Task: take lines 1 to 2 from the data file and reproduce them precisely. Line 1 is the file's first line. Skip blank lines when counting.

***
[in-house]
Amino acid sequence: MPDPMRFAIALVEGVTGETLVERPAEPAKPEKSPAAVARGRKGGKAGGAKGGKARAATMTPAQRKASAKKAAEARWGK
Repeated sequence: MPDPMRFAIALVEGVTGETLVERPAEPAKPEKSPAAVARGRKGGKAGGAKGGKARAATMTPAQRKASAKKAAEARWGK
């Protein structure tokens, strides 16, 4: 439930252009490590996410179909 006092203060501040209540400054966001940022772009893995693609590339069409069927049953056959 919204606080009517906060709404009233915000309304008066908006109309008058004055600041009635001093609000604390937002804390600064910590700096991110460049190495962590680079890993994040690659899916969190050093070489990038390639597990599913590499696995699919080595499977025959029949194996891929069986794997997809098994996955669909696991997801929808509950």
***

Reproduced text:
[in-house]
Amino acid sequence: MPDPMRFAIALVEGVTGETLVERPAEPAKPEKSPAAVARGRKGGKAGGAKGGKARAATMTPAQRKASAKKAAEARWGK